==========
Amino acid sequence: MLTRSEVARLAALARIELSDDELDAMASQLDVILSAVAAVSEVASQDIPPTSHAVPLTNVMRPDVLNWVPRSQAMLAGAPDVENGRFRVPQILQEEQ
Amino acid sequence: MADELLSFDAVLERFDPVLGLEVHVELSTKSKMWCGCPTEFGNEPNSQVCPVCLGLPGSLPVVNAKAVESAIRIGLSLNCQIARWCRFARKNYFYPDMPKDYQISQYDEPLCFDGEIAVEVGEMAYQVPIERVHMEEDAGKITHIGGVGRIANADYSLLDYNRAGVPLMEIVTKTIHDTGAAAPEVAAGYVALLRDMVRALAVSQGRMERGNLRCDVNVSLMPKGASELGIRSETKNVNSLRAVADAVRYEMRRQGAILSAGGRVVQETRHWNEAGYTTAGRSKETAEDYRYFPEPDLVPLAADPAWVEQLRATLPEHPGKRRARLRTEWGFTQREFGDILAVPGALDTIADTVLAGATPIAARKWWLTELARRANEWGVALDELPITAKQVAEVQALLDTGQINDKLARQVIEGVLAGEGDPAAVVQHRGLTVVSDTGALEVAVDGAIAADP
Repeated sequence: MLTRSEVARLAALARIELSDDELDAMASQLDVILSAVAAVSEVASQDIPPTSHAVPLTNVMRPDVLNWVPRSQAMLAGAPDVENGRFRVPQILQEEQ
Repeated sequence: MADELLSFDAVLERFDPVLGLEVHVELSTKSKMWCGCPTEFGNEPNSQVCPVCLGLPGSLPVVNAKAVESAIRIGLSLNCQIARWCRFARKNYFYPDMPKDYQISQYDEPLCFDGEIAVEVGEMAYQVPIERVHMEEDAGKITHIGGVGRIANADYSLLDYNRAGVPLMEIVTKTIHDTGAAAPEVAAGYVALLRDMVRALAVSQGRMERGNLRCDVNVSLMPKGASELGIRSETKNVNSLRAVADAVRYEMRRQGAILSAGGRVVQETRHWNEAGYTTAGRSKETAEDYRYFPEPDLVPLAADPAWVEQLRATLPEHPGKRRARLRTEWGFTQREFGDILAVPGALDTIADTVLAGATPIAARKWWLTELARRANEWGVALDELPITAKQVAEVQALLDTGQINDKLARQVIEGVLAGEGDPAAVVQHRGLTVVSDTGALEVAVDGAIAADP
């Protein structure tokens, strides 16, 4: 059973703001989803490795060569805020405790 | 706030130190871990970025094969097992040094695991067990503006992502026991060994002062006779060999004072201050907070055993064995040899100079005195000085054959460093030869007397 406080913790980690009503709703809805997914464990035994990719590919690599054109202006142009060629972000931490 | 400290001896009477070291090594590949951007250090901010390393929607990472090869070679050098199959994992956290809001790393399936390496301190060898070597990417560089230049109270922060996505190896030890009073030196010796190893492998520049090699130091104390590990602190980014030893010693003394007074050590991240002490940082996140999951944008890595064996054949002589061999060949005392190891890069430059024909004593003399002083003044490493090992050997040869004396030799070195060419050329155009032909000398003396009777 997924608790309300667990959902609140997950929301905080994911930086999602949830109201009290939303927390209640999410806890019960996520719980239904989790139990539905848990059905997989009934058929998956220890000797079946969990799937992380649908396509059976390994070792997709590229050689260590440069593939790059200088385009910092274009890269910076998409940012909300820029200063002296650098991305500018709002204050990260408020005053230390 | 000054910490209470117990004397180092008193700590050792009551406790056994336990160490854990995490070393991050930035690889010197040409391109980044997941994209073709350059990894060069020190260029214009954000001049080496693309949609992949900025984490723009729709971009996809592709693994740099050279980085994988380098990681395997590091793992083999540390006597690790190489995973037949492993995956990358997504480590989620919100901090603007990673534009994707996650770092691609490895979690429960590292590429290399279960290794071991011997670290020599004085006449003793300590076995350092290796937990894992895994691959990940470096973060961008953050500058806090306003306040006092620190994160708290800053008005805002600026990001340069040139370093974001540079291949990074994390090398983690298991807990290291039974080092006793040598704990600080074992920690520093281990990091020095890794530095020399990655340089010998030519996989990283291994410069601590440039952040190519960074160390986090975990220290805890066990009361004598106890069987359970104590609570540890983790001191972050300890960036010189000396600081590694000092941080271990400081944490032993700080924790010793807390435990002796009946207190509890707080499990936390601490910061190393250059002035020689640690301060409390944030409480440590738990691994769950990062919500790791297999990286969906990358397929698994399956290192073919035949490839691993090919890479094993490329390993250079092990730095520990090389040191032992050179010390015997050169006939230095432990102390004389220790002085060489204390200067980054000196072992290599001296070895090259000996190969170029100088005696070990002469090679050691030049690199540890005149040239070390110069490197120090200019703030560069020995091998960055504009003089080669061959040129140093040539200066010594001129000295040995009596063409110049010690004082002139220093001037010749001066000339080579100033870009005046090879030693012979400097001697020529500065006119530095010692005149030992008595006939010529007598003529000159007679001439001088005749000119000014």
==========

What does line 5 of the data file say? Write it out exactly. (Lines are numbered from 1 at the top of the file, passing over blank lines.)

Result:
């Protein structure tokens, strides 16, 4: 059973703001989803490795060569805020405790 | 706030130190871990970025094969097992040094695991067990503006992502026991060994002062006779060999004072201050907070055993064995040899100079005195000085054959460093030869007397 406080913790980690009503709703809805997914464990035994990719590919690599054109202006142009060629972000931490 | 400290001896009477070291090594590949951007250090901010390393929607990472090869070679050098199959994992956290809001790393399936390496301190060898070597990417560089230049109270922060996505190896030890009073030196010796190893492998520049090699130091104390590990602190980014030893010693003394007074050590991240002490940082996140999951944008890595064996054949002589061999060949005392190891890069430059024909004593003399002083003044490493090992050997040869004396030799070195060419050329155009032909000398003396009777 997924608790309300667990959902609140997950929301905080994911930086999602949830109201009290939303927390209640999410806890019960996520719980239904989790139990539905848990059905997989009934058929998956220890000797079946969990799937992380649908396509059976390994070792997709590229050689260590440069593939790059200088385009910092274009890269910076998409940012909300820029200063002296650098991305500018709002204050990260408020005053230390 | 000054910490209470117990004397180092008193700590050792009551406790056994336990160490854990995490070393991050930035690889010197040409391109980044997941994209073709350059990894060069020190260029214009954000001049080496693309949609992949900025984490723009729709971009996809592709693994740099050279980085994988380098990681395997590091793992083999540390006597690790190489995973037949492993995956990358997504480590989620919100901090603007990673534009994707996650770092691609490895979690429960590292590429290399279960290794071991011997670290020599004085006449003793300590076995350092290796937990894992895994691959990940470096973060961008953050500058806090306003306040006092620190994160708290800053008005805002600026990001340069040139370093974001540079291949990074994390090398983690298991807990290291039974080092006793040598704990600080074992920690520093281990990091020095890794530095020399990655340089010998030519996989990283291994410069601590440039952040190519960074160390986090975990220290805890066990009361004598106890069987359970104590609570540890983790001191972050300890960036010189000396600081590694000092941080271990400081944490032993700080924790010793807390435990002796009946207190509890707080499990936390601490910061190393250059002035020689640690301060409390944030409480440590738990691994769950990062919500790791297999990286969906990358397929698994399956290192073919035949490839691993090919890479094993490329390993250079092990730095520990090389040191032992050179010390015997050169006939230095432990102390004389220790002085060489204390200067980054000196072992290599001296070895090259000996190969170029100088005696070990002469090679050691030049690199540890005149040239070390110069490197120090200019703030560069020995091998960055504009003089080669061959040129140093040539200066010594001129000295040995009596063409110049010690004082002139220093001037010749001066000339080579100033870009005046090879030693012979400097001697020529500065006119530095010692005149030992008595006939010529007598003529000159007679001439001088005749000119000014």